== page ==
Regulator Warns Companies Against Intentional IPO Delays
China’s securities regulator is zeroing in on companies suspected of deliberately slowing down their applications to go public to avoid stricter oversight, in the latest push to speed up the approval process for initial public offerings (IPOs).
The China Securities Regulatory Commission summoned executives of 15 brokerages to further clarify circumstances in which it would suspend IPO reviews and set deadlines for applicants to respond to regulators’ queries, Caixin learned from sources close to the matter.
The meeting came on the heels of the CSRC issuing guidelines last week on what circumstances would trigger a suspension of an IPO review.
The two moves reflect the regulator’s concern that some companies are intentionally delaying the process to avoid what has become tougher CSRC scrutiny of IPO applications.
This year, China stepped up efforts to accelerate its IPO approval process. That followed a pledge by CSRC Chairman Liu Shiyu—who took the helm in March 2016 — to allow more companies to go public to expand their funding sources.
During the first 10 months of this year, China approved 359 out of 503 IPO applications, a record high that surpassed the previous yearly record of 347 successful IPOs in 2010.
But the pace of approval has been uneven and slowed in recent months, following investigations of several CSRC officials who allegedly granted favors to now financially crippled Leshi Internet Information & Technology Corp. in its 730-million-yuan ($110.4 million) public listing in 2010.
In October, the CSRC reshuffled its panel that reviews IPO applications, resulting in a stricter approach to reviews. In November, the new panel has approved just 57% of applicants, down from an average of 81% during the previous committee’s tenure, which lasted the first nine months of the year.
As the regulator tightened its grip, some companies that had filed IPO applications tried to postpone their review schedule by revising some information or delaying their response to regulators’ queries, people with knowledge of the matter said.
At the latest meeting with the 15 brokerages, CSRC officials said relatively minor revisions — such as changes in an applicants’ law firm, auditors and other intermediary agencies — will not delay the review process. Meanwhile, the regulator will launch spot checks of companies suspected of intentionally delaying the process, according to an investment bank source.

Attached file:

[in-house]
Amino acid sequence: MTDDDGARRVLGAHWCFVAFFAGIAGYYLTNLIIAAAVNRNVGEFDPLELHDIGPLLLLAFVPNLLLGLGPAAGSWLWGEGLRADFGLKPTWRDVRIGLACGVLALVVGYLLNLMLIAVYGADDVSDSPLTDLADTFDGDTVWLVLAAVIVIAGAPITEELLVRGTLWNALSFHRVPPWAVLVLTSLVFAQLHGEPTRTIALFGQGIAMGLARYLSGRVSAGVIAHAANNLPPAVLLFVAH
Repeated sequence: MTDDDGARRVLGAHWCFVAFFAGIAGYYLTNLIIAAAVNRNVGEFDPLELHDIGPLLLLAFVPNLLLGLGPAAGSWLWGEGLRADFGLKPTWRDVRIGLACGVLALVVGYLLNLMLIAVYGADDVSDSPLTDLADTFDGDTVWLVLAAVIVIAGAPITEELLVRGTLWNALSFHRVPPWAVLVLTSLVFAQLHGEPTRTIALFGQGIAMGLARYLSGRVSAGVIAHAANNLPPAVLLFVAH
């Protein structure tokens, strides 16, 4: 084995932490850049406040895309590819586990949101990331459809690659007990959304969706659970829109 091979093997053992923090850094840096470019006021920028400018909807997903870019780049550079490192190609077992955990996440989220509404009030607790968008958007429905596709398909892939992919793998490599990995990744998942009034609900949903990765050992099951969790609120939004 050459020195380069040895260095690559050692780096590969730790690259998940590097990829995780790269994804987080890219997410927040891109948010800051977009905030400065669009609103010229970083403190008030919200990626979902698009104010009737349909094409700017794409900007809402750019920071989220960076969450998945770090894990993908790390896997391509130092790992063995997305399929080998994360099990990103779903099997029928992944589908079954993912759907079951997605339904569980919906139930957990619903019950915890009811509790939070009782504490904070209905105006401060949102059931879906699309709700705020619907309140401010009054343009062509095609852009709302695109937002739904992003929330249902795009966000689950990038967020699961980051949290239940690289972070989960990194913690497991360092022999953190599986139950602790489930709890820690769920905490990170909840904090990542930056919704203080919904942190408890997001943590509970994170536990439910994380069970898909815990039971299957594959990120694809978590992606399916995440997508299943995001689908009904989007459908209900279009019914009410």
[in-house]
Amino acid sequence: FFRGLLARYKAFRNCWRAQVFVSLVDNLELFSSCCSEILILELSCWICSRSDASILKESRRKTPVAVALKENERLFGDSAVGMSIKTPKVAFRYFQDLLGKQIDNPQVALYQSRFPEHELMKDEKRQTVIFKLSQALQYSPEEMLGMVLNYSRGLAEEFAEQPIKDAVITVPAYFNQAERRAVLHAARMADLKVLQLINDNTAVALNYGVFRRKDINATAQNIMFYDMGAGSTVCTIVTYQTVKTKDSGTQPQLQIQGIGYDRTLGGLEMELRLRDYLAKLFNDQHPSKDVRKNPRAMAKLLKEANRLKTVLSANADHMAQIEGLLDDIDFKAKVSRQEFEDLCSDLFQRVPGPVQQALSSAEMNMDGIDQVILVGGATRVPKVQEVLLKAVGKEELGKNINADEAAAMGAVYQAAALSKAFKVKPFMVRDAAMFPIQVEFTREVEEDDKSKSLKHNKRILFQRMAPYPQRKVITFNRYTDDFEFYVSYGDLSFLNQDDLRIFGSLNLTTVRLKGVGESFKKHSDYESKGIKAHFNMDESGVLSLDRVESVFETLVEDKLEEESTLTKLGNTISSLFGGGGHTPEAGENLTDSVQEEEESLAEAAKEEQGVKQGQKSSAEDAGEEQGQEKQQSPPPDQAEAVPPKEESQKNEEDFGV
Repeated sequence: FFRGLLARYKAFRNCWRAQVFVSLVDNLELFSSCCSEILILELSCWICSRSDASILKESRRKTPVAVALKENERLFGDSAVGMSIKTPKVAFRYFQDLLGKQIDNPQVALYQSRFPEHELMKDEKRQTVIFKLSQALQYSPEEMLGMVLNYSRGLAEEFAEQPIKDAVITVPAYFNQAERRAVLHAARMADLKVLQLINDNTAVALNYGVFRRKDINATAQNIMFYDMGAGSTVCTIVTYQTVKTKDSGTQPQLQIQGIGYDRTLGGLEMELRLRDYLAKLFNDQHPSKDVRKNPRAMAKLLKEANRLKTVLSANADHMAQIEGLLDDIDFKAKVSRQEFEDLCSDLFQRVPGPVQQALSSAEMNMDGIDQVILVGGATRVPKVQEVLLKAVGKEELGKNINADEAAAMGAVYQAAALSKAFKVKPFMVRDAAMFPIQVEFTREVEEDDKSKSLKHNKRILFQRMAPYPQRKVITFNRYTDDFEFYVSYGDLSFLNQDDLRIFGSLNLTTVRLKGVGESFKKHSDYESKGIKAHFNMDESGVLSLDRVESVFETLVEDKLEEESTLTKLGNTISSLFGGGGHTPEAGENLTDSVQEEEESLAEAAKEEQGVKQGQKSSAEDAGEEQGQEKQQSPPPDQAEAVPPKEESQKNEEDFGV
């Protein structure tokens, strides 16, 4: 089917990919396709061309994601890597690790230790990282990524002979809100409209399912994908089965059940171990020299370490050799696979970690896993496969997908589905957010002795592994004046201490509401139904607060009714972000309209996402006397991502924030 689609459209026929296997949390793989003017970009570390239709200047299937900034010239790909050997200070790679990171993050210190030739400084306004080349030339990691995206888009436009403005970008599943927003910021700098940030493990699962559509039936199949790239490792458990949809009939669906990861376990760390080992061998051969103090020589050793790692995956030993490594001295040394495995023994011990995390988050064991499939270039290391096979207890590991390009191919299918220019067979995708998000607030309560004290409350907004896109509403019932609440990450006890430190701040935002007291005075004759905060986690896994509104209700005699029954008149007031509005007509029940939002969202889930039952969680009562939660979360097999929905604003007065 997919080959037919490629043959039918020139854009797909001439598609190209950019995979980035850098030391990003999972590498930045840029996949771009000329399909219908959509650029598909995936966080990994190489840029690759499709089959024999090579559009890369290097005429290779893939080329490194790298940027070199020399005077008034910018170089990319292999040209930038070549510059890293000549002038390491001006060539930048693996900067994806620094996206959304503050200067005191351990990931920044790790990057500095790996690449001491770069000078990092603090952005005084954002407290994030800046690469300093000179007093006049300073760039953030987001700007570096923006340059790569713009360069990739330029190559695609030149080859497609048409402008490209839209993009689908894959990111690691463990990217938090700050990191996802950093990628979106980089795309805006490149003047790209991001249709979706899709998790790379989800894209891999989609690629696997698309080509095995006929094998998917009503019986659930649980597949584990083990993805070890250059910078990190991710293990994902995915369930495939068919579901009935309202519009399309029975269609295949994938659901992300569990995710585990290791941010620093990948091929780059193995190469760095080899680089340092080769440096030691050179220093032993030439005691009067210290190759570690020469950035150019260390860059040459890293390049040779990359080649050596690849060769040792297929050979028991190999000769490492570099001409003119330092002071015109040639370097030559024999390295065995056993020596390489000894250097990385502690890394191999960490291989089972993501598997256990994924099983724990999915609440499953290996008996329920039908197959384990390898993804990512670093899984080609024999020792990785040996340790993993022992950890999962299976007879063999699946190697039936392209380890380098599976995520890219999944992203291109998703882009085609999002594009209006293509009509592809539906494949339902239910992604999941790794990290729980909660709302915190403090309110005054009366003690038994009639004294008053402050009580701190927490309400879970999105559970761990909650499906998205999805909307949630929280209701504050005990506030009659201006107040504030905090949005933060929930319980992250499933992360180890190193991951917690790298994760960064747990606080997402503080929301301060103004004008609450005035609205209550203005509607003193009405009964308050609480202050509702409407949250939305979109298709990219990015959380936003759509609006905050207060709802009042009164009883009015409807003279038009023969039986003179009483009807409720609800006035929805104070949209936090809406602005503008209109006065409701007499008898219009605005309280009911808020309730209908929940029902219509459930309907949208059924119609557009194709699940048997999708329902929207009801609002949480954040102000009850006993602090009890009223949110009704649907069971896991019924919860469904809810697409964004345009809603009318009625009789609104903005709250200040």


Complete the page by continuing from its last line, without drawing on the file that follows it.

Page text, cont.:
According to last week’s guidelines, the CSRC review panel would consider suspending an application if the company, or its major shareholder, sponsor or underwriting lawyers are subject to investigations for misconduct. An applicant replacing its IPO sponsor could also trigger a suspension.
The CSRC further clarified at the meeting with the 15 brokerages that the new sponsors will face higher due diligence requirements and the suspension period won’t exceed three months.
The commission also required IPO applicants and their sponsors to respond to regulators’ inquires or requests for additional materials within two months. Those who fail to respond on time will face inspection or have their applications dropped.
According to a CSRC official, about 200 companies’ IPO applications are currently suspended for various reasons. That has hindered the overall IPO review pace.
In the past, the IPO process — from application to approval to trading — usually took up to three years. This year, that speeded up to an average wait of 15 months, according to Xuan Changneng, assistant chairman of the CSRC. But by eliminating unnecessary suspensions, the overall review period will be cut in half — to six to seven months — the CSRC official said.
About 500 IPO applications are awaiting regulatory review, down sharply from 895 as of the end of June, Xuan told a forum in Beijing last week.
The CSRC is still reviewing applications submitted last year or earlier, Xuan said at the forum.
“Toward the end of this year, the panel will likely get to review IPO applications filed this year,” he said.
Contact reporter Han Wei (firstname.lastname@example.org)
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